A bit of a surprise on Monday, August 25, as Amazon purchased the video game streaming platform Twitch Interactive for $970 million in cash, as it broadcast to all and sundry that it is seriously ambitious about expanding its presence in gaming, according to Business Insider.
With video gaming becoming a serious online spectator sport, the realization has come upon the big boys that tens of millions of folks all over the world will pay serious bucks to watch gameplay on live video feeds. If it can be boffo with boxing and wrestling, why not with video gaming and why not betting and odds making (well, where it’d be legal, of course), which are becoming increasingly lucrative. According to Games Beat, Twitch had 55 million unique visitors in July, most of whom went to the Twitch.tv website to watch other people play games competitions interspersed with advertising.
“Broadcasting and watching gameplay is a global phenomenon and Twitch has built a platform that brings together tens of millions of people who watch billions of minutes of games each month,” said Amazon CEO Jeff Bezos in a statement.
Having just introduced its own smartphone, the Fire, this month, earlier this summer, it had already added same-day delivery and a set-top video streaming device to its list of services for members of Prime, its $99 annual loyalty program. The deal is the latest example of Amazon expanding into new commercial arenas. Undergoing much criticism for what the late comedian Robin Williams referred to as being “A smiling green oligarch on a quiet power trip,” Bezos doesn’t want to be seen as a Fascist lout out to destroy the modern publishing industry, as the last chains of bookstores are run out of North America at his fanatical behest.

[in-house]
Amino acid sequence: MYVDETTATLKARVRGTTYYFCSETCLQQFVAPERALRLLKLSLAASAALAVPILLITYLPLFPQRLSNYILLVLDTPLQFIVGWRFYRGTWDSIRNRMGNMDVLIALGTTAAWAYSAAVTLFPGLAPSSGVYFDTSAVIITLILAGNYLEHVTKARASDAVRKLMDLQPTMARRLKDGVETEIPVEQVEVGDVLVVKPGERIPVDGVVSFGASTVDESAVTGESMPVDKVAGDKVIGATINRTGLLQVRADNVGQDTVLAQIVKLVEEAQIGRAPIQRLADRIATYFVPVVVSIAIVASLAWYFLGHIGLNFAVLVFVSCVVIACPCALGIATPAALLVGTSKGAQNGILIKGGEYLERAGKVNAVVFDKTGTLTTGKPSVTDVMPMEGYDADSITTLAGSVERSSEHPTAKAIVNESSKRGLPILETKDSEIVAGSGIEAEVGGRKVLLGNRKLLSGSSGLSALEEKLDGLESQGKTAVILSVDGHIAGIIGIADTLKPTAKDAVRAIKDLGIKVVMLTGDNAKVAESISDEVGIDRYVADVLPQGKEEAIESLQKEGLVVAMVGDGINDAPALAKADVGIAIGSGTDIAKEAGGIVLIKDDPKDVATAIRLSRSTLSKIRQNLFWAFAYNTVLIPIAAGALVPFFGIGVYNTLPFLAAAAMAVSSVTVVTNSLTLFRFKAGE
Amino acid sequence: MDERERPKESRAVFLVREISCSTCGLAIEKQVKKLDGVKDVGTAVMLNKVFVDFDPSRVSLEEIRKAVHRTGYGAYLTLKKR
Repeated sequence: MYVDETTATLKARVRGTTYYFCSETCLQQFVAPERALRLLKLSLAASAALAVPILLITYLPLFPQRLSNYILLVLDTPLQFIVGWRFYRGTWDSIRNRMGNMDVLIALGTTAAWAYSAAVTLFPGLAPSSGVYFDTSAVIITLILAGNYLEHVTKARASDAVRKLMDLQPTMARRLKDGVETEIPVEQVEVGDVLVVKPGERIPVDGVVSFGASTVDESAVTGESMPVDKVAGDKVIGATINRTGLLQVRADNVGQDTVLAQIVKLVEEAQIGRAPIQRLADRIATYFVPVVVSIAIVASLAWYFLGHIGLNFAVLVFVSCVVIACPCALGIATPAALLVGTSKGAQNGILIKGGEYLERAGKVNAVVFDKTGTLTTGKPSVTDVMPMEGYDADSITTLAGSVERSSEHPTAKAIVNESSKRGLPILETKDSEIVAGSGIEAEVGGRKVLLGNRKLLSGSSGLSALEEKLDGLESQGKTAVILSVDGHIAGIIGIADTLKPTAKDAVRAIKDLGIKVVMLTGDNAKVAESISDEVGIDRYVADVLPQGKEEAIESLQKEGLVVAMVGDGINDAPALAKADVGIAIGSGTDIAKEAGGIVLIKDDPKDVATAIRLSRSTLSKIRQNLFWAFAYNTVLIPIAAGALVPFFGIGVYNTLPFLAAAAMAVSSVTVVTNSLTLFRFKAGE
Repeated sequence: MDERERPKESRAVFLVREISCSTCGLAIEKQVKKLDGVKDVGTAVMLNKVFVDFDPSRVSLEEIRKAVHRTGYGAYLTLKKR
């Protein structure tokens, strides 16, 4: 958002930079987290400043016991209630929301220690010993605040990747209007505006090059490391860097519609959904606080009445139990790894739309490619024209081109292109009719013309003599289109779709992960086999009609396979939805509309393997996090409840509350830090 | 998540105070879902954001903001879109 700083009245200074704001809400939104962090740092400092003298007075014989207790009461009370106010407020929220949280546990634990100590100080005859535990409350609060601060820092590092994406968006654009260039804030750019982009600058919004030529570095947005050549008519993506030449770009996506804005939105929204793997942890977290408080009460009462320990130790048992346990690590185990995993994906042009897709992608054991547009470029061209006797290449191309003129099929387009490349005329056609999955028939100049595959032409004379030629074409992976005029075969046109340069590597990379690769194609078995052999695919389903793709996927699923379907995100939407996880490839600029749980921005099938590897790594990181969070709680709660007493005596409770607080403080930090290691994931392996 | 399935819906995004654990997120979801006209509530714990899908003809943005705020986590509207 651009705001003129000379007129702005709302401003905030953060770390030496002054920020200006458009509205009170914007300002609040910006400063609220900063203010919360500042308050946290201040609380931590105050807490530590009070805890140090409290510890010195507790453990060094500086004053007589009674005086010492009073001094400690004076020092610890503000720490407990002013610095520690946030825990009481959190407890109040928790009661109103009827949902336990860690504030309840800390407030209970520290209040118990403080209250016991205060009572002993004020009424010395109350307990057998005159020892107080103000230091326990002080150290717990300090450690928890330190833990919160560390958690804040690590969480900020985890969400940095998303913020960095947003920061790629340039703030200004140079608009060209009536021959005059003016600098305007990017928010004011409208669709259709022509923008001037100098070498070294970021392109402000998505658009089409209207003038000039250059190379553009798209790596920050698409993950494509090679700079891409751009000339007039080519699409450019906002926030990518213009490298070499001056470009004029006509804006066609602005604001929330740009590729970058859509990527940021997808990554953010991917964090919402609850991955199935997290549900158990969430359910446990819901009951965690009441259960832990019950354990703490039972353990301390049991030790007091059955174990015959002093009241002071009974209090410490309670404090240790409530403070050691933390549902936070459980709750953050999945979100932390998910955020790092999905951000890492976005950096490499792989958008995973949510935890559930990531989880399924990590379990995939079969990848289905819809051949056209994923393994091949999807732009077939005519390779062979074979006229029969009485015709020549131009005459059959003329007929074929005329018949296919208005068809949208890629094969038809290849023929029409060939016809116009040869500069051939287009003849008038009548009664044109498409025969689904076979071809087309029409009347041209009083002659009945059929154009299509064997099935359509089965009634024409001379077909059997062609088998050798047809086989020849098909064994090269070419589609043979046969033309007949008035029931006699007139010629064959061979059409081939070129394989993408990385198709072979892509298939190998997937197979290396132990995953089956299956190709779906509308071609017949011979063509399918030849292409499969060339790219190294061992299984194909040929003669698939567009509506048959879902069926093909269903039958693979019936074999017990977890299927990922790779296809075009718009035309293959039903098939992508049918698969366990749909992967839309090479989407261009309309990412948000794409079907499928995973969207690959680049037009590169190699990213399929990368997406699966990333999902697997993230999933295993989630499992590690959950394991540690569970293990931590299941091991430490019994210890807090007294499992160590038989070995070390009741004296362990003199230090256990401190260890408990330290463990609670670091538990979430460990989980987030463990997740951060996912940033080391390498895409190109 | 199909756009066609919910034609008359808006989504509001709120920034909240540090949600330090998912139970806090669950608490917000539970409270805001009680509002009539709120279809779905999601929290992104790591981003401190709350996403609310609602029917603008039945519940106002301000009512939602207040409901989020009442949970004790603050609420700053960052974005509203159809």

Well practiced at the art of distraction, Amazon already has an in-house gaming studio that makes games, and its Fire TV set top box is already designed to attract gamers. While boomer authors like Stephen King, Anne Rice and John Irving work the talk-show circuit attacking Bezos and Company for being the fat, patient man who spends the weekend at the all-you-can-eat buffet patiently consuming everything, Amazon’s PR machine is practicing its own means of damage control by getting business done in a more subtle way in the youth vid gaming market.
Meanwhile on Twitch TV, their savvy CEO Emmett Shear broadcast live on August 25, insisting Amazon is a perfect partner because “they believe in our community, they share our values and long-term vision.” This is an interesting comment on Shear’s part considering Google had been in on/off talks to buy Twitch for at least six frustrating months, although clearly no deal materialized.
Forrester Research analyst James McQuivey believes Google would clearly have been a better, more instantaneous fit for Twitch. “Twitch will be a harder asset for Amazon to use. It doesn’t have the kind of video streaming audience that Google’s YouTube does.” However, McQuivey also noted that Amazon is trying to own more of its own content rather than simply selling others’ and Twitch could help the company do that.
Only just launched in October, 2011 to focus on live video for gamers, Twitch had by July 2014 claimed that its users viewed more than 155 billion minutes of content produced by more than 1 million broadcasters, ranging from individual gamers, pro players, video game publishers, not developers and others. This is pretty amazing growth. Above all, the folks at Amazon will be licking their lips in contemplation of digital video advertizing in the U.S., which is estimated to reach $5.96 billion this year, according to eMarketer, up an amazing 41.9 percent from 2013.